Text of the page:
In essence, I still agree with what you're saying. However, I feel that
the issue of "feeding wildlife" is a difficult one in which to avoid
Besides, you say that a good line to draw is "no feeding in a national
park, period." when O'Reilly's is not on national park grounds - it's
private property. And shouldn't the ocean be considered just as
sacrosanct as a terrestrial national park?
Beth Symonds BSc Hons
Research Assistant &
School of Integrative Biology
The University of Queensland
St Lucia QLD 4072
P: +61 7 3365 1390
F: +61 7 3365 1655
M: 0407 174 427
From: Chris Sanderson
Sent: Wednesday, 4 October 2006 2:23 PM
To: Elizabeth Symonds; Birding-aus
Subject: Any tips on Lamington National Park?
I agree that a blanket ban may not be the most sensible way to go, but I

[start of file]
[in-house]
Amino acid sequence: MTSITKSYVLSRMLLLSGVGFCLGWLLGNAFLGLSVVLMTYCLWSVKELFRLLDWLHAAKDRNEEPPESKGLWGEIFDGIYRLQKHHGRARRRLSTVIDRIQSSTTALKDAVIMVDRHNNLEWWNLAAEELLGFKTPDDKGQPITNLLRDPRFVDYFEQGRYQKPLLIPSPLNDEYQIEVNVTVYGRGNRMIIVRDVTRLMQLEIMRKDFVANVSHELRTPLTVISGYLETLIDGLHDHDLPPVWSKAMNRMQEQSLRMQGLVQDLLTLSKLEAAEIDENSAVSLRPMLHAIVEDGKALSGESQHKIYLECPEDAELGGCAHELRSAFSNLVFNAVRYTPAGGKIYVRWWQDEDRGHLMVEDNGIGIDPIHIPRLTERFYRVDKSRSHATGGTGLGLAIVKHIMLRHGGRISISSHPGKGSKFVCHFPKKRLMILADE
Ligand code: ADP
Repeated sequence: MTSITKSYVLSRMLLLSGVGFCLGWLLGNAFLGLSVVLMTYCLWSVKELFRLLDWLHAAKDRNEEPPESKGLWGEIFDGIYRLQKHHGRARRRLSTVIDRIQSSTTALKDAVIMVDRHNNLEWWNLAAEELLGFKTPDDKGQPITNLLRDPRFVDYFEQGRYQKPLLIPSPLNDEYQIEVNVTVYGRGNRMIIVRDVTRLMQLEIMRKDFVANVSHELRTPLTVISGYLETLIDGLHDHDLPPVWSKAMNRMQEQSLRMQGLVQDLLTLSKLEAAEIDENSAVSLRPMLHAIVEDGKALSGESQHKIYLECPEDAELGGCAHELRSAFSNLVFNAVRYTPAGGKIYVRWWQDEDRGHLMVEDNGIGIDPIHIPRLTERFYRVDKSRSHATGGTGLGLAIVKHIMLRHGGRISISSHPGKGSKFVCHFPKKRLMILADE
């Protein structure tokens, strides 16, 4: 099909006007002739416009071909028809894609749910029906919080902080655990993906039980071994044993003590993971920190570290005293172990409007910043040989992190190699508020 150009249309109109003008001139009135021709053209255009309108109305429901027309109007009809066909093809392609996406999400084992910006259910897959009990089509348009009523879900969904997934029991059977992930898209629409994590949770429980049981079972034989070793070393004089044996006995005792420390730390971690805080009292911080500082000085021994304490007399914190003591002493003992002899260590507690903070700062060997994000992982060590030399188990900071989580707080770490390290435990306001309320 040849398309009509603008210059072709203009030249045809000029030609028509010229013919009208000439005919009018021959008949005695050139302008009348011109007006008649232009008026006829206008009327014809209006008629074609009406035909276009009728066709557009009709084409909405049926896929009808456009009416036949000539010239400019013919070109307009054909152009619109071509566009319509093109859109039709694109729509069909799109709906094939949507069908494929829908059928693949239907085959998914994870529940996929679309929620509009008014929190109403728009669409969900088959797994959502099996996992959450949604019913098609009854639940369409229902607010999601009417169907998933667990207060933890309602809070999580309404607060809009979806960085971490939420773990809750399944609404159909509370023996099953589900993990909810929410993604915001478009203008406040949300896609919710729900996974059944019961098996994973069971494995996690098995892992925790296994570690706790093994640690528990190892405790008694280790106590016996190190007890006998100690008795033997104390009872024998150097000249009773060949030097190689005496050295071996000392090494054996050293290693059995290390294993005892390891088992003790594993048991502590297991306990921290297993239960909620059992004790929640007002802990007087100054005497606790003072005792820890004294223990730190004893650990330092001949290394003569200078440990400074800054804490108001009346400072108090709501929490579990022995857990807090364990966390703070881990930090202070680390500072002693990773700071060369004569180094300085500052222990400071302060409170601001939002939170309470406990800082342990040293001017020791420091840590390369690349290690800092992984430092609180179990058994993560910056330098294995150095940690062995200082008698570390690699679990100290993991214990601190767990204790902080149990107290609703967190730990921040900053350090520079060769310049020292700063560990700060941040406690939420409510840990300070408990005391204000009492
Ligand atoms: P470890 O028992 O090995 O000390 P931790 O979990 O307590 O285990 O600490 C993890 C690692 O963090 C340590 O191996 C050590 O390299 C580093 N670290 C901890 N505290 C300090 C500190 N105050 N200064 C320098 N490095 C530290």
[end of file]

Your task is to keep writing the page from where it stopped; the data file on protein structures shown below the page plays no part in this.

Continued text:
don't agree that sultanas should be fed to bowerbirds in a world
heritage area. There's a good line to draw - no feeding in a national
park, period. After all, they are created to protect the animals as
well as for people's enjoyment. Mostly I replied to the original
comment because earlier that day I had actually been at O'reillys and
seen a pair of tourists feeding Regent Bowerbirds cheese! I doubt they
could have picked a worse type of food. I know not everyone is going to
listen to QPWS when they ask you not to feed wildlife, but birding-aus
should hardly be encouraging people to break the rules.
On 10/4/06, Elizabeth Symonds <> wrote:
Chris, you have a valid point, but how do you decide where to draw the
By those standards, I guess we should stop using burley on pelagic
birdwatching trips too...
>I should probably point out that feeding the bowerbirds (or any
>frowned upon by the Queensland Parks and Wildlife Service (and possibly
>illegal?) Sultanas are hardly a natural food for them either.
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